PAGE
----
Gambian Wolof (EC)
- The Gambia and Its People: Ethnic Identities and Cultural Integration in Africa
- Originally published in 2010 and written by Godfrey Mwakikagile who is a Tanzanian scholar and author specializing in African studies. This book focuses on the issue of ethnicity and cultural integration on a national level. Issues of “national identity” are also interestingly discussed. This source helps readers understand what it means to be a Gambian. Mwakikagile writes “In spite of its ethnic and cultural diversity, The Gambia is one of the most united countries in Africa. It’s also one of the most peaceful, enjoying harmonious relations among its various ethnic groups unlike many African countries where instability and civil strife caused by ethnic rivalries – fuelled by unscrupulous politicians – is the defining feature of national life.”
- Sociolinguistics and the National Language Questions: The Case of the Gambia by B.K. Sania
- Originally published in 1981, and written by. B.K. Sagnia. Sangria has written extensively about various topics centering on The Gambia ranging from community, rural development, political and social organization, religion and initiation, and more. This specific text focuses on language planning and language policy. Understanding issues surrounding things like the history of Gambia’s official language, for example, will shed light on how things are implemented today.
- The Gambia – Culture, Language & Religion
- This website page, published by The Gambia Experience shares an expansive history of Gambia. Its first line of introduction says, “The Gambia is a former British Colony and the official language is English but there are also several tribal languages including Mandinka and Wolof.” Concerning language, the article shares about ethnic languages, education in The Gambia, issues of language policy, and even includes a chart of translations of simple English phrases like good morning and how are you in both Wolof and Mandinka. The page also covers religion, the arts, sports and recreation, and a description of the Gambian flag. I was interested to find out that “The Gambia is home to the Kora, a string instrument, typically with 21 strings, combining features of the lute and harp. It is a popular instrument with people in The Gambia and was traditionally built from a gourd, cut in half, and covered with cow skin to make a resonator.”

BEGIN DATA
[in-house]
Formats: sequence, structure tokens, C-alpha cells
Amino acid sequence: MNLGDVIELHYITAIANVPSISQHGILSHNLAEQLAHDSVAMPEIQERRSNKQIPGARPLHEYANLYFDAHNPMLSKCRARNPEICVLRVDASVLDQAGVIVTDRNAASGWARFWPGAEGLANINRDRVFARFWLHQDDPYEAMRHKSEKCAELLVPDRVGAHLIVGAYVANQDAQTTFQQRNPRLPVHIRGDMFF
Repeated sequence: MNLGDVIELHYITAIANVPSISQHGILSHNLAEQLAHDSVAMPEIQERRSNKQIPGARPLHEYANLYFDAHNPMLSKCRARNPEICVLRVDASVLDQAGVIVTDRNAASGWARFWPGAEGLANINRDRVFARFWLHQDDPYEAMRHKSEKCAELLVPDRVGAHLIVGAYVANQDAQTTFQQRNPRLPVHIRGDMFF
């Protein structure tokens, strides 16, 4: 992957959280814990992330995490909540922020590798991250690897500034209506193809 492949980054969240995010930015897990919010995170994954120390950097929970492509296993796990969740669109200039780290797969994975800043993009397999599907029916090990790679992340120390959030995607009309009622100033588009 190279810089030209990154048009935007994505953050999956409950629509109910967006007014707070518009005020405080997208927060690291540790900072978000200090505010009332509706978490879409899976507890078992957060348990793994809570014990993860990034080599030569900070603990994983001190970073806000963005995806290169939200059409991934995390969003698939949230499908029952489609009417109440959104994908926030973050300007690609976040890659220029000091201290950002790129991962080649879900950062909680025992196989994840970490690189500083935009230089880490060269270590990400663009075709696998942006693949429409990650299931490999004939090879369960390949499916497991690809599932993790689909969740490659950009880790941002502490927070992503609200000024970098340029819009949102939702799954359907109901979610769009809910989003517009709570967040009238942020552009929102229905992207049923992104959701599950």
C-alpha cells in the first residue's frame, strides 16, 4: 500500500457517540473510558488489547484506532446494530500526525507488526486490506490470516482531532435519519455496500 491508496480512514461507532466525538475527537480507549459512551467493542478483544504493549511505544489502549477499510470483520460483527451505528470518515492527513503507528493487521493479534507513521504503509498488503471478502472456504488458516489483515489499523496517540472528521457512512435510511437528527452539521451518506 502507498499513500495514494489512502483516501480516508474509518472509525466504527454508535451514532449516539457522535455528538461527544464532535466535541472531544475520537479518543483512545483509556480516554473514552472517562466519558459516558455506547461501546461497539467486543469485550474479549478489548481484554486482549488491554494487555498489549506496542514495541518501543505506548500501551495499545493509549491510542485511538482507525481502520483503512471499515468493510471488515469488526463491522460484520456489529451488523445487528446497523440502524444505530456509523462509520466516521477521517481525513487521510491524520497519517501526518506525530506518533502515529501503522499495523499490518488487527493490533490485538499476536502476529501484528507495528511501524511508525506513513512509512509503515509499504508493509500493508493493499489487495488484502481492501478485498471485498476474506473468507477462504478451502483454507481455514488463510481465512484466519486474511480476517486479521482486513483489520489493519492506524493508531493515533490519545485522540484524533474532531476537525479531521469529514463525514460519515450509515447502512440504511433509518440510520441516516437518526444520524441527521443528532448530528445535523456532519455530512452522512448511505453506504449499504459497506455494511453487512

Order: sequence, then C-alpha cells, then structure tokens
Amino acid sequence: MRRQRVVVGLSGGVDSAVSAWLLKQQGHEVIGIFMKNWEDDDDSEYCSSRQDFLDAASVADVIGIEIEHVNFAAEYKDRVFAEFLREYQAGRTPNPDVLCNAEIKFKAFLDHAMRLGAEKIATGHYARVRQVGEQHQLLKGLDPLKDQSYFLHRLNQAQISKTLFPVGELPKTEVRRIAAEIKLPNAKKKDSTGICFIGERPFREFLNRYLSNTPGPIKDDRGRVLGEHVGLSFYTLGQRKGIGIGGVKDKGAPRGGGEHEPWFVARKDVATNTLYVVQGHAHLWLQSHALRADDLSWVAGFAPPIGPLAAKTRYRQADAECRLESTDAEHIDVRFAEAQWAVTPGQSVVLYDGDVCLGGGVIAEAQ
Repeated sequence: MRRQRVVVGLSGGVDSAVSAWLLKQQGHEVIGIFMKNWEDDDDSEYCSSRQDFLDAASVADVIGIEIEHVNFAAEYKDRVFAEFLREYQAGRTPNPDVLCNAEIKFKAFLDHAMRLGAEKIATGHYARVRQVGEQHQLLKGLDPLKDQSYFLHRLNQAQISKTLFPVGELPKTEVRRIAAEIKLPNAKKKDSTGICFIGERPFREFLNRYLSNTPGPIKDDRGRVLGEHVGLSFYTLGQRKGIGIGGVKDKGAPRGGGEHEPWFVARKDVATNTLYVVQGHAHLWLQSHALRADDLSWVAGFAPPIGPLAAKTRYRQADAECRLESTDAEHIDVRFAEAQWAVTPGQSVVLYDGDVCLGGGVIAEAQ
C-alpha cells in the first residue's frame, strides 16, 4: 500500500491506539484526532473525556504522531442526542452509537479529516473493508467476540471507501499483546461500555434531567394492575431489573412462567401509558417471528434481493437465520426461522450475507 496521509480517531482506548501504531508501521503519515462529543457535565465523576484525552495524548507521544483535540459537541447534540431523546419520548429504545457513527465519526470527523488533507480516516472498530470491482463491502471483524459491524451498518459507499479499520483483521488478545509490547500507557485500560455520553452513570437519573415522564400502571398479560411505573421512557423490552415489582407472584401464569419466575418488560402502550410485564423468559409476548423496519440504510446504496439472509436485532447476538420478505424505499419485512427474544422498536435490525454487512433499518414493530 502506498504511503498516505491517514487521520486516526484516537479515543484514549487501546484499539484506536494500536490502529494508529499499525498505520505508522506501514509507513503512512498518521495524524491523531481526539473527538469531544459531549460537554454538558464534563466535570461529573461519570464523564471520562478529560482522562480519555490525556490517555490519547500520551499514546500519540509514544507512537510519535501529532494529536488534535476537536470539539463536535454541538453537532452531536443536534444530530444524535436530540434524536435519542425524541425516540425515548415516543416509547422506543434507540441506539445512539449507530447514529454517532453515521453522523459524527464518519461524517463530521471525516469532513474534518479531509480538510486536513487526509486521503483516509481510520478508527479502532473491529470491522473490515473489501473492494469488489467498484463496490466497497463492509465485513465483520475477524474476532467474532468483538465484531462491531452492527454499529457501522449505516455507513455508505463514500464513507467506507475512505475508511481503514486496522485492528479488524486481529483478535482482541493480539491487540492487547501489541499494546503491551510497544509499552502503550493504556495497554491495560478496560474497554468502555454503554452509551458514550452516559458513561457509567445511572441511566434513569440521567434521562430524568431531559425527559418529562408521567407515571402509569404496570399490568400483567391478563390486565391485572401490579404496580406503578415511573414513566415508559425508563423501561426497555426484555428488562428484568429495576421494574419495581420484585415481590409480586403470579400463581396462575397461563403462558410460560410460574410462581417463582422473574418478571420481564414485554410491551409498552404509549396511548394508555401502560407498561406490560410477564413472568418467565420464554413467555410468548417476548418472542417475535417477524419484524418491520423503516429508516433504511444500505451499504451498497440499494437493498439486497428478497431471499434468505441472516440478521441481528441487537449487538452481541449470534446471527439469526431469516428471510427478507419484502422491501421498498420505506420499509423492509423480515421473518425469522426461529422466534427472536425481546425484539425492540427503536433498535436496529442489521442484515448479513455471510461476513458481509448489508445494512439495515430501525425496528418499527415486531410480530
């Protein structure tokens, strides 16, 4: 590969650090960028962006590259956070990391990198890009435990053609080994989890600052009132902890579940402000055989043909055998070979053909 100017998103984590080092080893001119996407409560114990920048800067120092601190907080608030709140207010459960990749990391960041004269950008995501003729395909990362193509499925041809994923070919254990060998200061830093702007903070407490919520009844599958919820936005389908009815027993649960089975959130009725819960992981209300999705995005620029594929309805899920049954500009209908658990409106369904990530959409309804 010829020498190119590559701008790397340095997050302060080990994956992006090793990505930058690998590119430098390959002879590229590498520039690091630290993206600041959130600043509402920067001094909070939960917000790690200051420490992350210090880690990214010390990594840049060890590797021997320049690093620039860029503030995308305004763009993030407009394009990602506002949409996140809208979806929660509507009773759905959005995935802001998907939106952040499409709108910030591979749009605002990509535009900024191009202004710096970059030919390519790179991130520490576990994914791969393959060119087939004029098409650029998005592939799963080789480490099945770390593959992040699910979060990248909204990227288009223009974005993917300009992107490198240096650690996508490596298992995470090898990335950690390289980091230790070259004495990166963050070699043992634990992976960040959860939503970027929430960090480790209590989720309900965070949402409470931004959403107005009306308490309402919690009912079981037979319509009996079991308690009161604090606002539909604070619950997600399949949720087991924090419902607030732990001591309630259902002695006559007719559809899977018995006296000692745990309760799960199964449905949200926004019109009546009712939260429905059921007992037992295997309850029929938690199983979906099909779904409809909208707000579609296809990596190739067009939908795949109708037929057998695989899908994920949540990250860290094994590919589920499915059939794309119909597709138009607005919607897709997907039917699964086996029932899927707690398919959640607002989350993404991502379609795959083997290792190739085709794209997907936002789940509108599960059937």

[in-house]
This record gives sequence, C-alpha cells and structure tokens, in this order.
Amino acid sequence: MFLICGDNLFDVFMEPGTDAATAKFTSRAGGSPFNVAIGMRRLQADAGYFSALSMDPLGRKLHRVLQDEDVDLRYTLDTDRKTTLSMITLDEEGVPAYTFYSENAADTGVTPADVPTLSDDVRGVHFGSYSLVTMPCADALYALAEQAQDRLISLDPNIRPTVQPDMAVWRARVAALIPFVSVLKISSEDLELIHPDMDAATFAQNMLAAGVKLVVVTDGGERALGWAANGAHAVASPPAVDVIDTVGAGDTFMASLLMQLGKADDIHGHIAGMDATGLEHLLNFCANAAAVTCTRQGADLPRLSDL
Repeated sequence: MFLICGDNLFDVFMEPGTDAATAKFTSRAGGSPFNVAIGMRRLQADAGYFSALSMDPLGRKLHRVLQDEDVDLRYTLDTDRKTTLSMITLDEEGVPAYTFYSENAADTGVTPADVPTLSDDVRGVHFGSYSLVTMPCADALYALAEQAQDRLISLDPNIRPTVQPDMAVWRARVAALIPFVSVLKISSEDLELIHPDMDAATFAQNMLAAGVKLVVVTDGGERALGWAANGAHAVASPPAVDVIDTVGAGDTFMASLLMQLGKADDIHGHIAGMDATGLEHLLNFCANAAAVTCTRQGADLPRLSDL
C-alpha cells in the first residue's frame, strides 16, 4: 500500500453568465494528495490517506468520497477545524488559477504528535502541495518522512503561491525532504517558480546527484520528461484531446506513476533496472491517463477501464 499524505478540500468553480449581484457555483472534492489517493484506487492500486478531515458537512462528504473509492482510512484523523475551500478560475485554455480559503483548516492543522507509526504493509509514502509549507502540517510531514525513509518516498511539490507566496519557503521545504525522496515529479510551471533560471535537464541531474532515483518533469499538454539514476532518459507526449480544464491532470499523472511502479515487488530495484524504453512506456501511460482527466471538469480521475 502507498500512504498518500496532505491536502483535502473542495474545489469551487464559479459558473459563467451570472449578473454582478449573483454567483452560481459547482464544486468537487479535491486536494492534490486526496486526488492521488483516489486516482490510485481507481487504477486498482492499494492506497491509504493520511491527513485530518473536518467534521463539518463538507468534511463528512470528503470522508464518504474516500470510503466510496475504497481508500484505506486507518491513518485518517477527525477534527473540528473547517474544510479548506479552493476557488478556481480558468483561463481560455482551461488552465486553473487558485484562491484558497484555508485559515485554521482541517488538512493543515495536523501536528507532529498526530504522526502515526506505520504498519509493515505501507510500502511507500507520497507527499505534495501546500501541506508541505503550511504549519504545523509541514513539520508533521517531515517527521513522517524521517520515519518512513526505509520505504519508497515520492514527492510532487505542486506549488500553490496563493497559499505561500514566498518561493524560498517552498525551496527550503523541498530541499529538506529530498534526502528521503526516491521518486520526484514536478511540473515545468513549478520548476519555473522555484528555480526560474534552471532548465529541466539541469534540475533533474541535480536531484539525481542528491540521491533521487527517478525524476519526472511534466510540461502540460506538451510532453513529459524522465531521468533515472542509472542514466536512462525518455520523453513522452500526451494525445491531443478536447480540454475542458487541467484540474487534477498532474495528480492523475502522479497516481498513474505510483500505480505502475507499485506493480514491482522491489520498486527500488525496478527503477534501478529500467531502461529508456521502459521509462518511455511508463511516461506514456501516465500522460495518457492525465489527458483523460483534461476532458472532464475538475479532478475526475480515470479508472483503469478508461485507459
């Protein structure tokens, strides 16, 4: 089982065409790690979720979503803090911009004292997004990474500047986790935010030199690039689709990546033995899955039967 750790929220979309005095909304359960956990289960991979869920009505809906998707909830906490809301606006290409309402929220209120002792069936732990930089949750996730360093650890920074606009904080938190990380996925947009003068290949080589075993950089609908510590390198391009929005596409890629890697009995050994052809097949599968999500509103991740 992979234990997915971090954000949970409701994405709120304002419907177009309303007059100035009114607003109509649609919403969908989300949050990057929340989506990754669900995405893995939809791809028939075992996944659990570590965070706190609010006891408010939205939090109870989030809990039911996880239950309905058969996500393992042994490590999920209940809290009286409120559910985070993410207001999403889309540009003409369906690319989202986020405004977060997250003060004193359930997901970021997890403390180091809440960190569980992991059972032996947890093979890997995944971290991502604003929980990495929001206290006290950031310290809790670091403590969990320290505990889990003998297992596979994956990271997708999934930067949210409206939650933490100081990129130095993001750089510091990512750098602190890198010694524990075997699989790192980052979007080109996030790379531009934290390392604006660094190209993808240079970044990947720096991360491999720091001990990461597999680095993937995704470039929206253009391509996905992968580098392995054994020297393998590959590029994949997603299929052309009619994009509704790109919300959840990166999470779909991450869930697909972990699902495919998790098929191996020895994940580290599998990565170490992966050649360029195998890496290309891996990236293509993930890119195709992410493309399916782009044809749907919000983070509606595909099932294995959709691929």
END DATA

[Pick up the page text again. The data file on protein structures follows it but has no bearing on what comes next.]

- Traditional Gambian Food and Drink by Kathryn Burrington
- This website page discusses one of my favorite things about Gambia culture, food. Burlington is writing for The Gambia Experience based on tourism which influences how she writes. She writes that The Gambia has a “huge choice of restaurants to suit every palate including Italian, Indian, Chinese and Lebanese” but then of course goes into her recommendations of local cuisines. This list includes pictures and descriptions of Afra, Akara, Baobab Juice, Benachin, Domoda, Okra Stew, Palm Wine, Tapalapa, Wonjo Juice, and Yassa. I can attest to Afra, Akara, Benachin, Okra Stew, Tapalapa, Wonjo and Yassa being delicious!
- The Arts of The Gambia
- This Britannica article discusses many current aspects of Gambian culture like arts and music, cultural institutions like museums and libraries, sports and recreation, and media and publishing, in short paragraphs supported with historical and political insight. For example, the sports section discusses Gambian’s love for football (soccer) and their current national teams and also includes historical legacies of Gambia making its Olympic debut at the 1976 Games in Montreal.
- Language & Culture by Gambian Tourism Board
- This website page is very contemplative about the relationship between language and culture, asking “Does culture mirror language or does language mirror culture? Or are the two inextricable?” Understanding how language impacts culture is a great way to understand a new country, and this article supports that idea by discussing proverbs, myths, riddles, sayings, etc. There is also an interesting discussion about how tourism promotion and national language preservation affect culture in the Gambia: “Gambians are generally polyglot- most speak more languages than that of their cultural origins, which is an asset against tribalism and adds to the cultural flourish and attraction of Destination Gambia.”
- Culture Crossing Guide
- This website page is extremely helpful in learning about specific cultural topics that you might otherwise have to learn through personal experience in Gambia or connection to a native Gambian. The information is also categorized into three: basics, business, and students, which further helps with specific learning. For example, a few impressive tabs include “personal space & touching” which discusses what is common in private and in public. Other helpful tabs include gender issues, eye contact, gestures, and taboos.